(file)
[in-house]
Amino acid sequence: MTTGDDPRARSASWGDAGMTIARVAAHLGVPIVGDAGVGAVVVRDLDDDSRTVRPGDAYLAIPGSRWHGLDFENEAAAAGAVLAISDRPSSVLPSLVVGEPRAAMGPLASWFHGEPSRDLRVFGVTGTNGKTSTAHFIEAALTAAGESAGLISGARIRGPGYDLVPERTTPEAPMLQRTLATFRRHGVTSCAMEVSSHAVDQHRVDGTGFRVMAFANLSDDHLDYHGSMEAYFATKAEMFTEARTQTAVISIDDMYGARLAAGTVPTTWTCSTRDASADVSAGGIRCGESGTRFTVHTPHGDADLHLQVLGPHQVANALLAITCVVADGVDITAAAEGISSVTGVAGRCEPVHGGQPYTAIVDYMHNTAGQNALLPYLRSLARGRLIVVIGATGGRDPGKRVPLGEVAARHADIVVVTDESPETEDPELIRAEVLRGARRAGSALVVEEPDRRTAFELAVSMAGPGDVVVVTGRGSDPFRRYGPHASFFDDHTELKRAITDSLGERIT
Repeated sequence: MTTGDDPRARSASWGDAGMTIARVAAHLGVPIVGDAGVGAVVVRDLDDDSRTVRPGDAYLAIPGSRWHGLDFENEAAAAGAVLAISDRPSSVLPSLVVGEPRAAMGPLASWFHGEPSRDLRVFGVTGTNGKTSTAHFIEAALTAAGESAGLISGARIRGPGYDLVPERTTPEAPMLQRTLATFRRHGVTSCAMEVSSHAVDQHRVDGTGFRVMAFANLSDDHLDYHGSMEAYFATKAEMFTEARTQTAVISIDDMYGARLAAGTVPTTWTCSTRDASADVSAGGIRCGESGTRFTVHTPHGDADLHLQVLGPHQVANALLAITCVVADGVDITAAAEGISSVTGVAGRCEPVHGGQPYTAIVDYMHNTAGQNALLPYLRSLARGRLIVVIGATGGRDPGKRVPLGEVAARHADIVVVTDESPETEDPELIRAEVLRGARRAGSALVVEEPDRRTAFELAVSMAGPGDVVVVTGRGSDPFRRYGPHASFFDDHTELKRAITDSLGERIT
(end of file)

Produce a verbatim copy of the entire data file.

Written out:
[in-house]
Amino acid sequence: MTTGDDPRARSASWGDAGMTIARVAAHLGVPIVGDAGVGAVVVRDLDDDSRTVRPGDAYLAIPGSRWHGLDFENEAAAAGAVLAISDRPSSVLPSLVVGEPRAAMGPLASWFHGEPSRDLRVFGVTGTNGKTSTAHFIEAALTAAGESAGLISGARIRGPGYDLVPERTTPEAPMLQRTLATFRRHGVTSCAMEVSSHAVDQHRVDGTGFRVMAFANLSDDHLDYHGSMEAYFATKAEMFTEARTQTAVISIDDMYGARLAAGTVPTTWTCSTRDASADVSAGGIRCGESGTRFTVHTPHGDADLHLQVLGPHQVANALLAITCVVADGVDITAAAEGISSVTGVAGRCEPVHGGQPYTAIVDYMHNTAGQNALLPYLRSLARGRLIVVIGATGGRDPGKRVPLGEVAARHADIVVVTDESPETEDPELIRAEVLRGARRAGSALVVEEPDRRTAFELAVSMAGPGDVVVVTGRGSDPFRRYGPHASFFDDHTELKRAITDSLGERIT
Repeated sequence: MTTGDDPRARSASWGDAGMTIARVAAHLGVPIVGDAGVGAVVVRDLDDDSRTVRPGDAYLAIPGSRWHGLDFENEAAAAGAVLAISDRPSSVLPSLVVGEPRAAMGPLASWFHGEPSRDLRVFGVTGTNGKTSTAHFIEAALTAAGESAGLISGARIRGPGYDLVPERTTPEAPMLQRTLATFRRHGVTSCAMEVSSHAVDQHRVDGTGFRVMAFANLSDDHLDYHGSMEAYFATKAEMFTEARTQTAVISIDDMYGARLAAGTVPTTWTCSTRDASADVSAGGIRCGESGTRFTVHTPHGDADLHLQVLGPHQVANALLAITCVVADGVDITAAAEGISSVTGVAGRCEPVHGGQPYTAIVDYMHNTAGQNALLPYLRSLARGRLIVVIGATGGRDPGKRVPLGEVAARHADIVVVTDESPETEDPELIRAEVLRGARRAGSALVVEEPDRRTAFELAVSMAGPGDVVVVTGRGSDPFRRYGPHASFFDDHTELKRAITDSLGERIT